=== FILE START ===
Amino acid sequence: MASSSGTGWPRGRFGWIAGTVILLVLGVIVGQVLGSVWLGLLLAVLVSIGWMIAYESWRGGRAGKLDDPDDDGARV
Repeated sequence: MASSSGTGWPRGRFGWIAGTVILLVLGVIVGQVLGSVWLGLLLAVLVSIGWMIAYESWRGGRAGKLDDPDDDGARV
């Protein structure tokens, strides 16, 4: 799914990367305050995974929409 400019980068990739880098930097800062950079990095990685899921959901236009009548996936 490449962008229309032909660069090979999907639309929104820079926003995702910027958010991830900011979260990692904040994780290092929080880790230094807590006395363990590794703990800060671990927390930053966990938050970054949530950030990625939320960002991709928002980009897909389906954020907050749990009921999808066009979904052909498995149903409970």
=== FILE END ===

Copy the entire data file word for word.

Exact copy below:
Amino acid sequence: MASSSGTGWPRGRFGWIAGTVILLVLGVIVGQVLGSVWLGLLLAVLVSIGWMIAYESWRGGRAGKLDDPDDDGARV
Repeated sequence: MASSSGTGWPRGRFGWIAGTVILLVLGVIVGQVLGSVWLGLLLAVLVSIGWMIAYESWRGGRAGKLDDPDDDGARV
């Protein structure tokens, strides 16, 4: 799914990367305050995974929409 400019980068990739880098930097800062950079990095990685899921959901236009009548996936 490449962008229309032909660069090979999907639309929104820079926003995702910027958010991830900011979260990692904040994780290092929080880790230094807590006395363990590794703990800060671990927390930053966990938050970054949530950030990625939320960002991709928002980009897909389906954020907050749990009921999808066009979904052909498995149903409970």